Uterine fibroids and its disproportionate effect on Black women
Uterine fibroids is one of the most common occurrences amongst women, however when compared to other races, statistics show that Black women are two to three times more likely to have uterine fibroids and develop them at a younger age. What exactly is uterine fibroids and what are the symptoms? Uterine fibroids are muscular benign tumors that grow in the wall of the uterus, they can either grow as a single tumor or there can be many many of them in the uterus. They can become as big as a watermelon! Some of the symptoms of uterine fibroids (most women don’t experience symptoms) are: heavy bleeding/painful cycles, feelings of fullness in the pelvic area, enlargement of the lower abdomen, frequent urination, lower back pain and reproductive problems. Around 50-60% of women experience no symptoms, making it even more difficult to receive a diagnosis and the proper medical treatment.
As common as uterine fibroids is, there still hasn’t been enough research about it’s direct and disproportionate effect on women of color.
Statistics show that nine out of ten Black women will have fibroids before the age of 50 versus six out of ten white women having fibroids. While researchers and doctors have not been able to form a solid reason for the higher rate of fibroids affecting Black women, data suggests that low vitamin D levels- which Black women are more susceptible to, increase the likelihood of the development of uterine fibroids. Other factors, such as higher ratios of obesity and the relationship between racial discrimination and developing fibroids also play a role in what researchers have assumed to be the reasons for the higher rates of fibroids.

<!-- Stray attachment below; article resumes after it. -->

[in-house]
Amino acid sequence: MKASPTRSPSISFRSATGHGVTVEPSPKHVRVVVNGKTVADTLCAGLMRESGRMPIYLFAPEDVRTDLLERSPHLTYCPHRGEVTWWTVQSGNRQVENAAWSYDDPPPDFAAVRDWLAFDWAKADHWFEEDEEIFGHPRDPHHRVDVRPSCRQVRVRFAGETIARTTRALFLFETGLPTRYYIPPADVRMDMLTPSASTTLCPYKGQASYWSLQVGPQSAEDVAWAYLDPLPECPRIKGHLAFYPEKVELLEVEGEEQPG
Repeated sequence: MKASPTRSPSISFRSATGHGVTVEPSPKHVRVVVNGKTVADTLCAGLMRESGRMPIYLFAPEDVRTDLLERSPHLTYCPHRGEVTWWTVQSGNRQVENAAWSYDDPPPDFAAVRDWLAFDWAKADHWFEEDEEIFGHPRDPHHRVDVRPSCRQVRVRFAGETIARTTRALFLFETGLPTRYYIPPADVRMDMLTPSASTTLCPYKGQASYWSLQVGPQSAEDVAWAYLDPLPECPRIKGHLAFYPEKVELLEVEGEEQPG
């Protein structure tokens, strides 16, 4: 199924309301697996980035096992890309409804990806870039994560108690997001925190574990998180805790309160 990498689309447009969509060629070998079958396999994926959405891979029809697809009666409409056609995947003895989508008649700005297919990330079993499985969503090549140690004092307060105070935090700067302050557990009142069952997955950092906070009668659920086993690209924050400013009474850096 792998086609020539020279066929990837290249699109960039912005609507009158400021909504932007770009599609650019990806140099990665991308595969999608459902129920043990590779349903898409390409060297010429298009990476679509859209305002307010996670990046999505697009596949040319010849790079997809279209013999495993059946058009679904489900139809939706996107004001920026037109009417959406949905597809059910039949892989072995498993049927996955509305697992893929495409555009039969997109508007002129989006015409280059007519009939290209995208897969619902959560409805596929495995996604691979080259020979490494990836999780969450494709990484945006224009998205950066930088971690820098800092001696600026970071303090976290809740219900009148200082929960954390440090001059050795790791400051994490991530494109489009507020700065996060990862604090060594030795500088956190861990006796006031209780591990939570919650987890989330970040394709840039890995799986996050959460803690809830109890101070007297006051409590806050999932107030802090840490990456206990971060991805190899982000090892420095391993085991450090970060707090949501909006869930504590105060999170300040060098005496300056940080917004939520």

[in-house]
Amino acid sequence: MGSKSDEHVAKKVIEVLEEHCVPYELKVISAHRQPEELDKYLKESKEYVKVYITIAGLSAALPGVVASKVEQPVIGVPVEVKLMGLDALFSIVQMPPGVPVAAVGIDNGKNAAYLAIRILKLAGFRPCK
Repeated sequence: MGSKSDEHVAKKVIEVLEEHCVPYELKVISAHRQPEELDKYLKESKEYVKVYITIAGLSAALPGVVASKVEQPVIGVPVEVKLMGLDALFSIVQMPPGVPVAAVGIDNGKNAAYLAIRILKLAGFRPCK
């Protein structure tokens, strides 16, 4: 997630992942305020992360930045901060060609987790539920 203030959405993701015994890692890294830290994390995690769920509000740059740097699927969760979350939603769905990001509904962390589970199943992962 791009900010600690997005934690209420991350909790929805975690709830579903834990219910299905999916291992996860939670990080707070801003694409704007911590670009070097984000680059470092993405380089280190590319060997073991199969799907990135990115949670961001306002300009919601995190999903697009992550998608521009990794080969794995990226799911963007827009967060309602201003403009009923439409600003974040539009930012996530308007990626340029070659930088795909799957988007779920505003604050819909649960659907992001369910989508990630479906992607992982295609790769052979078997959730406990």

Unfortunately, as most women continue to deal with the pain of fibroids, they continue to brush it off thinking that it’s normal because other women in their family have experienced the same pain and symptoms associated with uterine fibroids. According to a study, The Burden of Uterine Fibroids for African American women, Black women tend to wait longer to seek treatment. About 42% of Black women wait four or more years before pursuing treatments. For this reason, the hospitalization rate for Black women is three times higher.
One of the most common procedures for uterine fibroids is a hysterectomy, but in some cases women opt for a myomectomy, which means the uterus remains preserved while the fibroids are surgically removed. Fibroids accounts for a third of all hysterectomies in the United States, with the hysterectomy rates among Black women being more than double than any other ethnic group!
As research continues, doctors are still trying to figure out why the case for uterine fibroids amongst Black women is at such a disproportionate rate than other ethnic groups. While it is very common, that doesn’t make it any easier to deal with. We hope that all women will continue to advocate for themselves and others!
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